avoid extravagance, 


avoid excess. 


63 














DAODE JING 


=+z 
DiIBEAES , FARMAT , RBHiR: 
AD ZPT , WRER. 
KEZm , DAWES, 
2RRMC , FAM. 
AMA , RHAK, RMA, RHE , RADA. 
MR , 2B, Hee. 


30 
yi dao zuo ren zhu zhe, 
bu yi bing qiang tian xia, 
qi shi hao huan: 
shi zhi suo chu, jing ji sheng yan, 
da jun zhi hou, bi you xiong nian. 
shan you guo er yi, 
bu gan yi qu qiang. 
guo er wu jin, 
guo er wu fa, 
guo er wu jiao, 
guo er bu de yi, 
guo er wu qiang. 
wu zhuang ze lao, 
shi wei bu dao, 
bu dao zao yi. 


64 





TAO TE CHING 


50 


Whoever rules a people according to the DAO 
will not use force against the world. 


Such things soon turn on themselves. 


Where armies once encamped, 
thorns and brambles grow. 
In the wake of mighty battles, 


famines always follow. 


Good commanders realise their aims, then stop. 
They do not try then to intimidate. 
They are resolved, but are not arrogant; 
they are resolved, but do not boast; 
they are resolved, but are not proud; 
they are resolved, but in a natural way; 


they are resolved, but do not overpower. 


Whatever uses force will then decay, 
for this is not an action of the DAO. 
Whatever goes against the DAO 


will soon come to an end. 


65 














DAODE JING 


=+—-& 
KAS , FHZH. 
REZ , MAIS E. 
ATBABA , ARRIBA, MRAHET ZH, 
HZ, SSCMAZ , RAL. 
BMS , MELA , SRA. 
KBBAS , MPASETRER. 
BSME ,wSMA. 
MYBEA, HEBEA , SAREBRZ. 
RAZR , AAR WZ , RRORERZ.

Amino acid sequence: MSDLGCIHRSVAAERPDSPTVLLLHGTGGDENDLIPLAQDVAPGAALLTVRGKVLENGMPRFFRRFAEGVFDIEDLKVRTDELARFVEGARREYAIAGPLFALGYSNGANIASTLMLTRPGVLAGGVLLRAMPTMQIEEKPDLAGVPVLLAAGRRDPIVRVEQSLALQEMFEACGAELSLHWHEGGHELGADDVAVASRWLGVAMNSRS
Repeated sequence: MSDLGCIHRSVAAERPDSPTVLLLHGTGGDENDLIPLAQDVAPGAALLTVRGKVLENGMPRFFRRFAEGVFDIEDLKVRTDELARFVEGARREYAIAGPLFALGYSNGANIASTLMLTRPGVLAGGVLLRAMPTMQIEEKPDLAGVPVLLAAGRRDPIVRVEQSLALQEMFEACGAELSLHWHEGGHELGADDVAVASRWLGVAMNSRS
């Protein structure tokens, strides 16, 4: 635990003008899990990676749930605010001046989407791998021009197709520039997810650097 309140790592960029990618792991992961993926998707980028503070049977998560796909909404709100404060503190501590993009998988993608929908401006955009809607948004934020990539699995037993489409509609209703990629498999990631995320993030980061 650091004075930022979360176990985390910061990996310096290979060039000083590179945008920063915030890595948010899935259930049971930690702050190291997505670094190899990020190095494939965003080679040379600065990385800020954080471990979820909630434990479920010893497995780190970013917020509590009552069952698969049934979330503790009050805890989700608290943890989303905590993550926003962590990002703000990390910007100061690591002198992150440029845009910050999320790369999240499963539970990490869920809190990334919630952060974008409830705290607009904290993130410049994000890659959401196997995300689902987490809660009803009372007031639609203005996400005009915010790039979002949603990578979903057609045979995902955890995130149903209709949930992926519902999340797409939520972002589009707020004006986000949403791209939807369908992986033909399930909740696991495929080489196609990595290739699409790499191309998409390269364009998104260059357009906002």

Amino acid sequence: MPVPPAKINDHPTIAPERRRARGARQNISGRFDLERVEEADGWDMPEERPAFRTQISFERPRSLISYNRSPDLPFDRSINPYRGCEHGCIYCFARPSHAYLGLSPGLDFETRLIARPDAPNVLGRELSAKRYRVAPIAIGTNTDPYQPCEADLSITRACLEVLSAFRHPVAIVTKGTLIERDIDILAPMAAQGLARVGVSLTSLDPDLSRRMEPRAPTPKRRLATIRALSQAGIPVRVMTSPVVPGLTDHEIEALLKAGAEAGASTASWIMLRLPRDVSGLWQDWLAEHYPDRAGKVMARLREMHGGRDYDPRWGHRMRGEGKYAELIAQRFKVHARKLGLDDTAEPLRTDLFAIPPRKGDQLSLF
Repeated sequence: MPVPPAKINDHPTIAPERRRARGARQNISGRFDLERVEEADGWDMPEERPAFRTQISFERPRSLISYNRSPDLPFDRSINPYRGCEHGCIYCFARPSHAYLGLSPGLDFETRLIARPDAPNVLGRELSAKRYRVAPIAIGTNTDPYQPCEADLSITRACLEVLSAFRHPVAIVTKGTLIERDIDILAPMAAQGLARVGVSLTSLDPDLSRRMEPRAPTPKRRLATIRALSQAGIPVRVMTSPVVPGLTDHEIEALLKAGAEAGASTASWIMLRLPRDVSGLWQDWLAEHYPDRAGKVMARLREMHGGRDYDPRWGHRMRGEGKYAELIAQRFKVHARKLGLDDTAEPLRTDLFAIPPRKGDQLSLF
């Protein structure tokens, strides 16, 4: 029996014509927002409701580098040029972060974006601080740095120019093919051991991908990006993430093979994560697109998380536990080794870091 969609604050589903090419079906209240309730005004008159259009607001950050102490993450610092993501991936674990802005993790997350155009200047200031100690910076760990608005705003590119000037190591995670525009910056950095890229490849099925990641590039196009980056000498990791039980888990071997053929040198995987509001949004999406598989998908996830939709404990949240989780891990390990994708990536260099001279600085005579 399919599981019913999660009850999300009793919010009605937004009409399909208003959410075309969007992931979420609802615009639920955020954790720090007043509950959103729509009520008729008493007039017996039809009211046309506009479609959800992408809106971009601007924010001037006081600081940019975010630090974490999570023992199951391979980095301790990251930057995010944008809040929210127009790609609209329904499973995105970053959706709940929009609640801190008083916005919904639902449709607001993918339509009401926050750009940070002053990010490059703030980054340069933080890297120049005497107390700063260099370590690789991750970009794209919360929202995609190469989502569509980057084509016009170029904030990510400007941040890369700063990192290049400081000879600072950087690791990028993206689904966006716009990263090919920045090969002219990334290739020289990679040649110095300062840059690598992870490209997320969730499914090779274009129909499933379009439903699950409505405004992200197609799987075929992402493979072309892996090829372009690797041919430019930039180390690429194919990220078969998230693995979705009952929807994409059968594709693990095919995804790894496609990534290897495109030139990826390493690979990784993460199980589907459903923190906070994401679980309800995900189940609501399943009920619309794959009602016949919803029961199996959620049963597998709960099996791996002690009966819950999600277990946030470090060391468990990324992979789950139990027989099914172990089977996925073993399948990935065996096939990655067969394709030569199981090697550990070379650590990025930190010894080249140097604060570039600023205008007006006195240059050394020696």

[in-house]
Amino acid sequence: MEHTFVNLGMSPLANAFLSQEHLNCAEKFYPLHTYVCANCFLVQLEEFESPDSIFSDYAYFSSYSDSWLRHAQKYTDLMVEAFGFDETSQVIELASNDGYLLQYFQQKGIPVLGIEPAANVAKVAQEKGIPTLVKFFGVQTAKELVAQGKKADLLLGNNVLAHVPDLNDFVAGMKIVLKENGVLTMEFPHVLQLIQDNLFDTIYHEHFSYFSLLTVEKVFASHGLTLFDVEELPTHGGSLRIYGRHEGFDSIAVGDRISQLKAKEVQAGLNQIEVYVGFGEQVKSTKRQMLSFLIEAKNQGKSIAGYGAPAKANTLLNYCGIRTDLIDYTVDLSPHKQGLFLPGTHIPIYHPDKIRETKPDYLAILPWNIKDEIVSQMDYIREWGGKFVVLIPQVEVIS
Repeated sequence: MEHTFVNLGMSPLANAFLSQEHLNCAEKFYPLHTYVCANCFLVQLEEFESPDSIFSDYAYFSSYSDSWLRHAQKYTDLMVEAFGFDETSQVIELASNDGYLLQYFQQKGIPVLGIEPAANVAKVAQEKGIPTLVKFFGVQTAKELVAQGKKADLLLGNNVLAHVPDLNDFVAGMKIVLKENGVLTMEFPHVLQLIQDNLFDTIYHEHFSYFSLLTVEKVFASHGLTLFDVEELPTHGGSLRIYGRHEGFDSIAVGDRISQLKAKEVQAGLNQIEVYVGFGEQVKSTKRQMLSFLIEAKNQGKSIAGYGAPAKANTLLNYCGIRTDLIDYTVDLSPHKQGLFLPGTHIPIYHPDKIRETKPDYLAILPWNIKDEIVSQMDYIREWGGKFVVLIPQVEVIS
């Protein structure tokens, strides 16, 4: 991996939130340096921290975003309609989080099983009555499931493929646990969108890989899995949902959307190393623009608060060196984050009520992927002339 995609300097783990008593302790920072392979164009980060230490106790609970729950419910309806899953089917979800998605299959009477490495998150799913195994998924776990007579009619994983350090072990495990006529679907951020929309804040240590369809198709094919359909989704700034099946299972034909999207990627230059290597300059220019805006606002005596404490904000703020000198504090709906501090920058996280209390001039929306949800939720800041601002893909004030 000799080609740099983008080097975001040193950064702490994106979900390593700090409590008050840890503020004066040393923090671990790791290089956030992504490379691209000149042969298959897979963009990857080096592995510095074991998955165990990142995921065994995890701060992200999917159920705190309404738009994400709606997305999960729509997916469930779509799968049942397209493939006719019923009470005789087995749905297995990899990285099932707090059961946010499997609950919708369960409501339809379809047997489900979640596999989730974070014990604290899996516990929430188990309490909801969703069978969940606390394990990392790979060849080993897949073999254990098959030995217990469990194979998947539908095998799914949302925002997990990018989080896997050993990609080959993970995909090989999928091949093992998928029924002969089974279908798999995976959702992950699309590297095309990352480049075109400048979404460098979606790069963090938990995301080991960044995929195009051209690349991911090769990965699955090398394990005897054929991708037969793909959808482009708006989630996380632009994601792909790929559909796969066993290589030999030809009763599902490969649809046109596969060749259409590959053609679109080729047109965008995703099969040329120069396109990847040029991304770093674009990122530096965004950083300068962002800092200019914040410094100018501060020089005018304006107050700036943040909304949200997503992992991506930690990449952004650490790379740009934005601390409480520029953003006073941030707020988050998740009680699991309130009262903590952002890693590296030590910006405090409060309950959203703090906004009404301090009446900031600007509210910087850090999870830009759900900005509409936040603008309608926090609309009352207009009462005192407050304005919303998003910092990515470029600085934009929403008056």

31 
fu bing zhe bu xiang zhi qi, 
wu huo wu zhi, 
gu you dao zhe bu chu. 
jun zi ju ze gui zuo, 
yong bing ze gui you. 
bing zhe bu xiang zhi qi, 
fei jun zi zhi qi, 
bu de yi er yong zhi, 
tian dan wei shang. 
sheng er bu mei. 
er mei zhi zhe, 
shi le sha ren. 
fu le sha ren zhe, 
bu ke yi de zhi yu tian xia yi. 
ji shi shang zuo, 
xiong shi shang you. 
pian jiang jun ju zuo, 
shang jiang jun ju you, 
yan yi sang li chu zhi. 
sha ren zhi zhong, 
yi ai bei qi zhi, 
zhan sheng yi sang li chu zhi. 


66 





TAO TE CHING 


Ky) 


Even fine weapons are instruments of evil, 
loathed by everything. 


Whoever follows the DAO spurns them. 


When wise rulers are at home, they value the left and restful side; 


but when they are at war, they value the right and active side. 


Yet weapons are instruments of evil 
and not the instruments that wise rulers use. 


Only when essential will they resort to them. 


Peace and quiet are best of all 
and victory is no delight. 

To delight in victory is to delight in people’s slaughter; 
and whoever so delights will never gain 


what they desire in the world. 


In joyful times, the left side is preferred, 
in mournful times, the right. 

A second-in-command stands on the left, 
a general upon the right; 


this means a funeral is taking place. 


When multitudes of people are killed, they should be mourned, 


so that the victory itself becomes a funeral. 


67 














DAODE JING 


=+-—E 
ERRE. 

#haES | KR RE. 
KEARTZ , BMRA. 
Aww , LRH, RRZDMHAY. 
wHAB , BMRA , AMAL. 
RM LE A LAR GB. 
BEZEAE , MIIAZFLEB. 


32 
dao chang wu ming. 
pu sui xiao, 
tian xia mo neng chen ye.